"Ric Schultz said the same thing to me, twenty years ago. Now, at my age, with my time left, I may no longer need to be concerned with it ;-). Plus, now out of the damn desert, my dust situation is a thing of the past. I may just cut the darn things off!"

It just occurred to me I also removed the Quad 57 power supplies and placed them on outboard Isolators and replaced the Quad power cords (of course).
I've owned a lot of loudspeakers of all types, ported, sealed, front loaded horns, back loaded horns, etc. from a lot of the brands we chase after in this hobby.  I could go into the pros and cons of each, but will save folks the trouble.  Instead I'll simply say I still have few of the other speakers around, but I really only want to listen to the Quad ESL57s.

Sure, other loudspeakers play louder, lower, or whatever; we all have heard that again and again and again.  The Quads play louder than people think, as I normally listen at just under 95 dB at the listening chair.  While neither the bottom octave or blow you back bass are nowhere to be found, they produce high quality and enjoyable low frequencies.  People always talk about that midrange, the speed, or the imaging, and all of that is completely true.  But the things that the Quads get more right than any other loudspeaker, in my opinion, is the truth of tone and overall believability.  It's really not something you can measure or capture in a spec.  Like a lot of the finer things in life, it's the experience that sets them apart.  Once you encounter the Quads, other speakers just don't sound right.  Yes, other speakers make sound, but the Quads make music.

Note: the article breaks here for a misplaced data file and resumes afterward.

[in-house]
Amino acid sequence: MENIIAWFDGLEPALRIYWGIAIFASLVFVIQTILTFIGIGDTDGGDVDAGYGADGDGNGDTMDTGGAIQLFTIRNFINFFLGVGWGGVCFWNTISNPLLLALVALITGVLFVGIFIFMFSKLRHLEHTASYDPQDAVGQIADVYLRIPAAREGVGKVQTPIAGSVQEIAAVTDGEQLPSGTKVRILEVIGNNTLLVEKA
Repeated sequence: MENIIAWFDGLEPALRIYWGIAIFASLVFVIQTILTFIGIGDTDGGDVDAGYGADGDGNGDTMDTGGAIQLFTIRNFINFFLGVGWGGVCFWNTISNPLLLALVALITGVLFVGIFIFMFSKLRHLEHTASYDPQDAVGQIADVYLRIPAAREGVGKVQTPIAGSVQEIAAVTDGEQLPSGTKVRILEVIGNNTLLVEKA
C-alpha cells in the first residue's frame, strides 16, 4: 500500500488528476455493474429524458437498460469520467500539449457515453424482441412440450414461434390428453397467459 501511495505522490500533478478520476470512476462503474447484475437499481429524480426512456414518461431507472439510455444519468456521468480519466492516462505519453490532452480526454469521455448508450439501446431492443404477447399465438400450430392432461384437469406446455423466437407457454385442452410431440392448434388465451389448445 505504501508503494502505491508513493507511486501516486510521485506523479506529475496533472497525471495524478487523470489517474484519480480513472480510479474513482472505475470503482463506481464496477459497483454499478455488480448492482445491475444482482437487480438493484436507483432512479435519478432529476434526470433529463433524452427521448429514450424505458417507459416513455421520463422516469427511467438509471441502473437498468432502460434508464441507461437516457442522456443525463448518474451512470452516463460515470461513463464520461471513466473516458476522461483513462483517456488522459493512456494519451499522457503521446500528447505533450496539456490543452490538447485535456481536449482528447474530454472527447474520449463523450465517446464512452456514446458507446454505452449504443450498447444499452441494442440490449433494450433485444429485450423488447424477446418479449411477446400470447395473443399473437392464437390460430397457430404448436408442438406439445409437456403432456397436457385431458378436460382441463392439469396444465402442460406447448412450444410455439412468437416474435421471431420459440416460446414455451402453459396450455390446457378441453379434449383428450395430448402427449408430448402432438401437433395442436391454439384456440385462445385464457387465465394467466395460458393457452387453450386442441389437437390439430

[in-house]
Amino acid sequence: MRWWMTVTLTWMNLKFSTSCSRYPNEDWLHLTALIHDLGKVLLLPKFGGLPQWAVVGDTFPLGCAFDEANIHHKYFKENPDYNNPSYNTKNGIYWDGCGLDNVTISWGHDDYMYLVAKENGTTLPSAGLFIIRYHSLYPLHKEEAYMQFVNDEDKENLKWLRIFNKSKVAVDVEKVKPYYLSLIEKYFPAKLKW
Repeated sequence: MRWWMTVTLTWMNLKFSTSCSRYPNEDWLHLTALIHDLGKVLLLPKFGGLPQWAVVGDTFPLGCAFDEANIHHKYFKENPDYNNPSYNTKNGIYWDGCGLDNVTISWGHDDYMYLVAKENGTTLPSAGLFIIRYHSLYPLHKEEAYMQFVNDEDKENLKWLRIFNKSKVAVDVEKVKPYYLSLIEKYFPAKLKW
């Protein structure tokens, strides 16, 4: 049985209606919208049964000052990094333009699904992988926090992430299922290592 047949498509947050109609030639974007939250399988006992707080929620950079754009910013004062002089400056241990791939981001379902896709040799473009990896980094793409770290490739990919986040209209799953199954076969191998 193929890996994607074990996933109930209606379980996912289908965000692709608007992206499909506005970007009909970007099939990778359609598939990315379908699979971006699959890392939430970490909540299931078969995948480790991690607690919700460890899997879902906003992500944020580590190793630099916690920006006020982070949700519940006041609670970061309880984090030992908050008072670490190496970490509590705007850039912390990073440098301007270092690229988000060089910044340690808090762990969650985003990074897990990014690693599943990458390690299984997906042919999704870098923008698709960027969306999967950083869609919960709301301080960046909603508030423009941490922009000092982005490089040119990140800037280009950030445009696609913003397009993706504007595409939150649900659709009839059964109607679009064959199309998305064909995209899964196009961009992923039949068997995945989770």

In all these years of chasing, the Quad ESL57 are the first and only speakers I've encountered that allow me simply sit down and enjoy the music.